the spiritual power of sexual connection, not even a
glimmer of eroticism flickers between the two stars.”
Maybe Mr. Scott,
because it wasn’t in the book? And that to
do so would have then been fodder for critics to
carp, that here was Hollywood once again adding
gratuitous sex to an otherwise PG. story, that truly
had no romantic angle between the Robert Langdon
and Sophie Nevue characters.
Da Vinci Code" is above all a murder mystery. And
as such, once it gets going, Mr. Howard's movie has
If it sounds as if we liked
this movie…we did. And as a bonus, we had no problem
with Tom Hanks’ hair. Especially since we are trying
desperately to hang on to our own and tend to favor of content
over style, on this issue.
The answer is:
Another terrific novel!
What hath Roth got?
Philip Roth has done it, still
Following up on his last book
in 2004, the critically acclaimed best seller, The
Plot Against America— a 1984-ish tale—he
has now switched gears with a beautifully written short novel
Everyman, which dares to look mortality
in the eye. And mortality blinks.
How’s this for an opening
THE GRAVE in the rundown cemetery were a few of his
former advertising colleagues from New York, who recalled
his energy and originality and told his daughter, Nancy,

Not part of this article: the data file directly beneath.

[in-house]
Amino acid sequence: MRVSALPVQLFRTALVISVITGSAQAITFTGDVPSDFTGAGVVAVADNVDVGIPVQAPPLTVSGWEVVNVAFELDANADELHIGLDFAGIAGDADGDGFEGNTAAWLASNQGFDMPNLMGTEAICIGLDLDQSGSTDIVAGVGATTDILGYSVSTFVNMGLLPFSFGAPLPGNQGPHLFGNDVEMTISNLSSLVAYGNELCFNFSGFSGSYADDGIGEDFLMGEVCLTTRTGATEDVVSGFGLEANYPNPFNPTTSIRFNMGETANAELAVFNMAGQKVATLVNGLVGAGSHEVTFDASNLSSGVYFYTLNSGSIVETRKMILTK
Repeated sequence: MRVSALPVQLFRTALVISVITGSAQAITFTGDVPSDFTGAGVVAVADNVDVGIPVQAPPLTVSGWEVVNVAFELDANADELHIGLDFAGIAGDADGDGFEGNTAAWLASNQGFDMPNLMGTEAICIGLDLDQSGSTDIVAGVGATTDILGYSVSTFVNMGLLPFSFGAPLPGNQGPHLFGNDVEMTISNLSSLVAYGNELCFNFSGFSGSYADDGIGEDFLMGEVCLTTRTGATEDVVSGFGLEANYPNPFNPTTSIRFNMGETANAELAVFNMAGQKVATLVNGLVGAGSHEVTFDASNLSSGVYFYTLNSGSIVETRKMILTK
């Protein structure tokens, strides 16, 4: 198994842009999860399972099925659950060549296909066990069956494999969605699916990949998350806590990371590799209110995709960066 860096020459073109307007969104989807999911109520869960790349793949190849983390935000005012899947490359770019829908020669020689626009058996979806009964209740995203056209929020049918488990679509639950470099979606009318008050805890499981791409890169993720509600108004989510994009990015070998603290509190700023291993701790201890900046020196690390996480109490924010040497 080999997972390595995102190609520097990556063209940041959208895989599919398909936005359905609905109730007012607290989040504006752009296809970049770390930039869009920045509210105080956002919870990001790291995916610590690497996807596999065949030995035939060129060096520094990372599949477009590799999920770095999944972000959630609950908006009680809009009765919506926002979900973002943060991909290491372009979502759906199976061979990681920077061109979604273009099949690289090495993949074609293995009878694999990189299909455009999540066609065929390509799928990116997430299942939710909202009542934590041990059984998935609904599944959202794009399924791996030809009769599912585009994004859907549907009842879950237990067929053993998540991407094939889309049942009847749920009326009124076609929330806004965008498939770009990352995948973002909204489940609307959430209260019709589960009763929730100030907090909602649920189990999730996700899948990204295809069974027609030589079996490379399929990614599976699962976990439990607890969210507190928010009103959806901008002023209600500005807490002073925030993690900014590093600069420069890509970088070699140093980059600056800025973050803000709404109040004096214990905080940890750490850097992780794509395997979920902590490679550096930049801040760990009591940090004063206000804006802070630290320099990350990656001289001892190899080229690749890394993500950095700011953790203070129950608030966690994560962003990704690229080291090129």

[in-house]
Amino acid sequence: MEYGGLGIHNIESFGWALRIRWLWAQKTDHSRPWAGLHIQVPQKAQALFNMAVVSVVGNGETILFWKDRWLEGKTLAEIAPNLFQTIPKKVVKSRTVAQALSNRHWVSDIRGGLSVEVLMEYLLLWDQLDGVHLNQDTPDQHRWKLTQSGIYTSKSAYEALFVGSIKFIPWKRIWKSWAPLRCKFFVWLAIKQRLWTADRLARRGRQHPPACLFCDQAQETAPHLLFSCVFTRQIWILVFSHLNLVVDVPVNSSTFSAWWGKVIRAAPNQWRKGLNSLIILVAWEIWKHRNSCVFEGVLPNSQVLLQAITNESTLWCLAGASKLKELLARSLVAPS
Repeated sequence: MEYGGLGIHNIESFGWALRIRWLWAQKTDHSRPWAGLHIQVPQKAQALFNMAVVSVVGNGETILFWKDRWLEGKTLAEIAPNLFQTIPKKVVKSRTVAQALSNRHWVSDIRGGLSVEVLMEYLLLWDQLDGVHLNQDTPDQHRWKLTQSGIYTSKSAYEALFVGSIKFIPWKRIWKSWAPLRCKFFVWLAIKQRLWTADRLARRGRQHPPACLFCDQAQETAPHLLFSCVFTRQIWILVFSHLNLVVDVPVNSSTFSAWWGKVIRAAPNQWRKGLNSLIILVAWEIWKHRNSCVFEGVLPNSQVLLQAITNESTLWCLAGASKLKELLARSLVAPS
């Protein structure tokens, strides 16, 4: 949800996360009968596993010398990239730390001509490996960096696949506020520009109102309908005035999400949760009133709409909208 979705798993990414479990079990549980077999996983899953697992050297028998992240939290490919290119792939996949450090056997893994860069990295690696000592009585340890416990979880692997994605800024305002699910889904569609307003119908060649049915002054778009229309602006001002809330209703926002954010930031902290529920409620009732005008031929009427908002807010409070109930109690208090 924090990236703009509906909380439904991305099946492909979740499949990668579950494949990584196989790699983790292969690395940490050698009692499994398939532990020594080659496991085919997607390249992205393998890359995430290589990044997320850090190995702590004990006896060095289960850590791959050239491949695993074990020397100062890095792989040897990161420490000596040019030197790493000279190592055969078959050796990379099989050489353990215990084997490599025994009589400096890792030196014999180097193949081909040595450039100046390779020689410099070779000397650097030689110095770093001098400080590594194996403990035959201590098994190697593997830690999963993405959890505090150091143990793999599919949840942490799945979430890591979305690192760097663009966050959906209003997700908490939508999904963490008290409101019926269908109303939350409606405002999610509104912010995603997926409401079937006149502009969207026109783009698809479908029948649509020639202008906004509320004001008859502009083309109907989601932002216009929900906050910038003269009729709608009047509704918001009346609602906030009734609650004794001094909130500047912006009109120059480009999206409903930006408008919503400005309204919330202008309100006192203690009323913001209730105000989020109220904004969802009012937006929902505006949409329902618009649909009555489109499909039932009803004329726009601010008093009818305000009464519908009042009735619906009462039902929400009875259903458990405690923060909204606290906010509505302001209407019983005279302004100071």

what a pleasure it had been to work with him.
And it concludes with one of
the most poignant scenes involving the business of gravediggers,
since Act V, Scene I of Hamlet.
In between, it’s about
life. The distance covered. The triumphs and mistakes that
get made along the way.
As a note of interest, “Everyman
takes its title from an anonymous fifteenth-century allegorical
play, a classic of early English drama, whose theme is the
summoning of the living to death.”
Philip Roth continues to be
at the absolute top of his game as a novelist, even after
the almost 50 years since the publication of his first book,
Goodbye Columbus, in 1959.
A few weeks ago in the
Book Review section of the New York Times,
an esteemed panel of 125 prominent writers, critics and editors,
listed their picks for the best work of American fiction of
the last 25 years. No, Roth didn’t come out on top.
Toni Morrison’s Beloved (1987)
was “the winner.” But of the 22 novels that got
multiple votes, Philip Roth had five books represented, including
one of the four “runners-up.” It is truly amazing
for a writer to be that prolific and simultaneously, that
As taken from The Superior
Person’s Second Book of Weird & Wondrous Words
by Peter Bowler; a gift from our daughter in 2003:
n. Someone who likes to nibble on a woman’s
“This one is reported
in the amazing dictionary of verbal exotica compiled by Mrs.
Josefa Heifetz Byrne (the daughter of Jascha Heifetz, incidentally).
“One for the Personals:
wishes to meet a woman with large ears.’”